Comprehension of a passage is generally difficult for most candidates because the topics are varied.

They may be about medicine, science and technology, religion or philosophy. Some of the subjects discussed may not be familiar to you. Here speed as well as understanding of the contents of the given passage is of the essence because in every competitive examination, several such passages are given. Comprehension tests ascertain your ability to understand the passage and remember its main points. Questions on the passage are mostly fact-based. In some cases, the candidates are asked to draw inferences from what is stated or implied in the passage. Such passages are difficult and need a lot of practice.


  1. Read newspapers and magazines regularly.
  2. Give yourself an environment of English; converse in English with your friends and peers.
  3. Read the first few lines (or the paragraph) very carefully as this part generally contains the central idea of the passage.
  4. Develop a sense of urgency while reading the passage.
  5. Practise at least one typical passage under test conditions every day. Give yourself five to seven minutes to read a small passage and ten to fifteen minutes in case of a long passage.
  6. Take random selection book test. This means take a good book and open it randomly at any page. Select one paragraph. Give yourself five minutes to read the passage. Take a blank sheet of paper and note down all the information you can recall from what you have just read. Then, go back to the page and check what you have missed out. Do this at least twice a day. Gradually try and reduce the time to three minutes per page.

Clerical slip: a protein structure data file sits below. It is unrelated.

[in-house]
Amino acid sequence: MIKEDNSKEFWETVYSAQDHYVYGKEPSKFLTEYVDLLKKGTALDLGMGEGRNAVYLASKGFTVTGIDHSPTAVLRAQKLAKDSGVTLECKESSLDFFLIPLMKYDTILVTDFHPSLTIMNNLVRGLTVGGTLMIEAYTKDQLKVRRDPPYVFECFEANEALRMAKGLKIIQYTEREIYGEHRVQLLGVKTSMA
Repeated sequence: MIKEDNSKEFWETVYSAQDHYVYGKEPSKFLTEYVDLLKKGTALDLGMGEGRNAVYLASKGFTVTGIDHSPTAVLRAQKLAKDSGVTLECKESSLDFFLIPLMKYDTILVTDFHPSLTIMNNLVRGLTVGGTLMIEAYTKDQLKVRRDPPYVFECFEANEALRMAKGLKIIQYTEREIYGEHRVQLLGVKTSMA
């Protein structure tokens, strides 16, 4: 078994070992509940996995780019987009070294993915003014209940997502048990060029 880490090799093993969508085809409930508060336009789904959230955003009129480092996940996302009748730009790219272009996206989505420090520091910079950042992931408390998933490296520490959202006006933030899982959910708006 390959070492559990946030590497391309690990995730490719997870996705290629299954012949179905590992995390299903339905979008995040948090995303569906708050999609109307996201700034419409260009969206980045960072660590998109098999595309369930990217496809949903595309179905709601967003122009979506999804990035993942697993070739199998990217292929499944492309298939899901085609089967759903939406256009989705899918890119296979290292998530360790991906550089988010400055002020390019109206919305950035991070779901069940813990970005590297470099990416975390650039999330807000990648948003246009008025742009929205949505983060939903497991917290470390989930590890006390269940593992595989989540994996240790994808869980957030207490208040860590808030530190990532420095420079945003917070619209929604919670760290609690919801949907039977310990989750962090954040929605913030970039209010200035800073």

7. Have a clear and logical thought process. Do not clutter your brain with unnecessary and irrelevant thoughts and details.


  1. Read the passage at least twice and understand its contents well. This should not take more than five minutes for a small and ten for a long  passages.
  2. Do not read the questions first. This may tempt you to look for only particular information in the passage and consequently, affect full comprehension. It is important to first understand the passage before you go to the questions because if the questions are not very specific, you may commit a lot of mistakes. Generally, the passages have a mix of implied ideas and specific detail type of questions.
  3. Eliminate regression, i.e., going back to the lines you have just read. This is out of habit developed over years of wrong or half-hearted reading. This must be done away with as the maximum time you should take to answer all the questions after reading a passage is about seven minutes. Regression is the result of lack of concentration and assumptions.
  4. Do not let your own knowledge (or lack of it) interfere with the contents of the passage. Do not make any attempt to agree or disagree with the author.
  5. Your principal task in attempting a comprehension passage should comprise:i.    Finding the topic. The topic must be precise. Generally the topic is found either in the first or in the last line.
    ii.    Finding the main idea. This can be a definition, a classification, a purpose or an elaboration of the topic; often the topic and the main idea are the same.